American History X

I just watched American History X. It's an excellent film and I heartily recommend it. Though you have to be a certain sort of person to enjoy it. I cannot describe that person to you, so watch it just in case!

I do, though, — and inevitably — have one small complaint:


Watch the film before you read what I say below. To read what I have written, highlight the text with your mouse:

The main character, Derek, learnt a lesson in prison that allowed him to see the error of his racist ways. When writing a narrative essay his younger brother, Daniel, sees the start of his families movement towards racist, neo-nazi ideology in the lecture his now-dead father gave to Derek over dinner one evening.

Unfortunately, while his father definitely had issues, the conversation was mostly a complaint about what Americans call affirmative action and which we call positive discrimination. I don't know whether the film was supposed to be making an observation about the injustices of positive discrimination or whether the observation should have been about the danger of opposing positive discrimination, but I think this is the wrong way to suggest someone is racist.

America obviously has a serious racial problem — this is obvious from the way that race is brought into almost every conversation in films that depict people of two races — even in light-hearted stuff like Scrubs!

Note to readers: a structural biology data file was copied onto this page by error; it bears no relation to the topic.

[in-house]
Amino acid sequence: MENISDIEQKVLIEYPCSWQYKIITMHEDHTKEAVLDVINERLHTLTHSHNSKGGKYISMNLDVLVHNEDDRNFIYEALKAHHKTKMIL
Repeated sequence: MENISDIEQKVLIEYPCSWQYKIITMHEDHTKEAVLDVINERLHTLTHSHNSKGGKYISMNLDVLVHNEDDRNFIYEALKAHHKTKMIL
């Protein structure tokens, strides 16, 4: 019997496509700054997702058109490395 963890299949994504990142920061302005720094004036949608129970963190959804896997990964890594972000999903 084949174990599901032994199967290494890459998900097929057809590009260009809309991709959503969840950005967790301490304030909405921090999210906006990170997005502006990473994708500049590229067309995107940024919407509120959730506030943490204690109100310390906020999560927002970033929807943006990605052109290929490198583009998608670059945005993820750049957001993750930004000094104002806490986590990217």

But to equate a lack of support for positive discrimination with racism is dangerous and would lead to further problems as illustrated by this film.

There may be a problem in the US where a black man is more likely to be imprisoned (I err on the side of believing this to be the case), but positive discrimination cannot be the solution. Poverty amongst so-called black communities may be caused, in the US, by racist employers, but that is not the case here. I am pleased that I am able to believe that this country is a meritocracy despite the current government's attempts to create division.

These divisions are dangerous and feed extremism. Training courses provided for civil servant positions are only available, in some cases, if your skin is darker. I defy anyone to look me in the eye and say that isn't racist.

A failure to be colour blind will cause us all harm. Let it be said.


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